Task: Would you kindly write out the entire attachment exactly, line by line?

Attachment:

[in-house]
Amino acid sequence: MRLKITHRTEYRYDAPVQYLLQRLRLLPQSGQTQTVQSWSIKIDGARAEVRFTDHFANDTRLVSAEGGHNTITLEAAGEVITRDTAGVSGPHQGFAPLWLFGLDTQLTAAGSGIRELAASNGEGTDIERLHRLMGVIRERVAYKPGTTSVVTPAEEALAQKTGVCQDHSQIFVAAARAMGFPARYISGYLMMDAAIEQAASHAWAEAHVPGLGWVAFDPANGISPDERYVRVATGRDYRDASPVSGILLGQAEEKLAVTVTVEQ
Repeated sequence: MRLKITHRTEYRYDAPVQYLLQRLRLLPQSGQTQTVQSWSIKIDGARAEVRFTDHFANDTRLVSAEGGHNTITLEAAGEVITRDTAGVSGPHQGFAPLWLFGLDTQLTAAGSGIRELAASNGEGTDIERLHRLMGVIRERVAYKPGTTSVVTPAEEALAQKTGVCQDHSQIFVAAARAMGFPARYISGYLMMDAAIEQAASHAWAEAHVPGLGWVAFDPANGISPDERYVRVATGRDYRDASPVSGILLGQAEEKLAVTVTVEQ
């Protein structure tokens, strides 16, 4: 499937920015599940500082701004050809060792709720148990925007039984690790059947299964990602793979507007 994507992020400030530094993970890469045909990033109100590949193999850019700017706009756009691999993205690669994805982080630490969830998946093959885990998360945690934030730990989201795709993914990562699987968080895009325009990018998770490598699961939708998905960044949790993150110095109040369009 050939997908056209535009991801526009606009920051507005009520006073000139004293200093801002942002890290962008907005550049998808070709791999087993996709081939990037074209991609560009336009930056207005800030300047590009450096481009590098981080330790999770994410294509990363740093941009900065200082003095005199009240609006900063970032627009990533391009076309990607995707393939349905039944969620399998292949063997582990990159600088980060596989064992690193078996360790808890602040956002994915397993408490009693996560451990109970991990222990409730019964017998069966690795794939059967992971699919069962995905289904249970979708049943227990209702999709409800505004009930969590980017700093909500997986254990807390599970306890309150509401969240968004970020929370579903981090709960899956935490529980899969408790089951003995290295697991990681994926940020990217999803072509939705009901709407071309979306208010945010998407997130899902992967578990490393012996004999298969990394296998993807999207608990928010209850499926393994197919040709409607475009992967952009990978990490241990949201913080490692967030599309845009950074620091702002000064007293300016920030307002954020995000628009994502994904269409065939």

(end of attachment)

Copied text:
[in-house]
Amino acid sequence: MRLKITHRTEYRYDAPVQYLLQRLRLLPQSGQTQTVQSWSIKIDGARAEVRFTDHFANDTRLVSAEGGHNTITLEAAGEVITRDTAGVSGPHQGFAPLWLFGLDTQLTAAGSGIRELAASNGEGTDIERLHRLMGVIRERVAYKPGTTSVVTPAEEALAQKTGVCQDHSQIFVAAARAMGFPARYISGYLMMDAAIEQAASHAWAEAHVPGLGWVAFDPANGISPDERYVRVATGRDYRDASPVSGILLGQAEEKLAVTVTVEQ
Repeated sequence: MRLKITHRTEYRYDAPVQYLLQRLRLLPQSGQTQTVQSWSIKIDGARAEVRFTDHFANDTRLVSAEGGHNTITLEAAGEVITRDTAGVSGPHQGFAPLWLFGLDTQLTAAGSGIRELAASNGEGTDIERLHRLMGVIRERVAYKPGTTSVVTPAEEALAQKTGVCQDHSQIFVAAARAMGFPARYISGYLMMDAAIEQAASHAWAEAHVPGLGWVAFDPANGISPDERYVRVATGRDYRDASPVSGILLGQAEEKLAVTVTVEQ
């Protein structure tokens, strides 16, 4: 499937920015599940500082701004050809060792709720148990925007039984690790059947299964990602793979507007 994507992020400030530094993970890469045909990033109100590949193999850019700017706009756009691999993205690669994805982080630490969830998946093959885990998360945690934030730990989201795709993914990562699987968080895009325009990018998770490598699961939708998905960044949790993150110095109040369009 050939997908056209535009991801526009606009920051507005009520006073000139004293200093801002942002890290962008907005550049998808070709791999087993996709081939990037074209991609560009336009930056207005800030300047590009450096481009590098981080330790999770994410294509990363740093941009900065200082003095005199009240609006900063970032627009990533391009076309990607995707393939349905039944969620399998292949063997582990990159600088980060596989064992690193078996360790808890602040956002994915397993408490009693996560451990109970991990222990409730019964017998069966690795794939059967992971699919069962995905289904249970979708049943227990209702999709409800505004009930969590980017700093909500997986254990807390599970306890309150509401969240968004970020929370579903981090709960899956935490529980899969408790089951003995290295697991990681994926940020990217999803072509939705009901709407071309979306208010945010998407997130899902992967578990490393012996004999298969990394296998993807999207608990928010209850499926393994197919040709409607475009992967952009990978990490241990949201913080490692967030599309845009950074620091702002000064007293300016920030307002954020995000628009994502994904269409065939």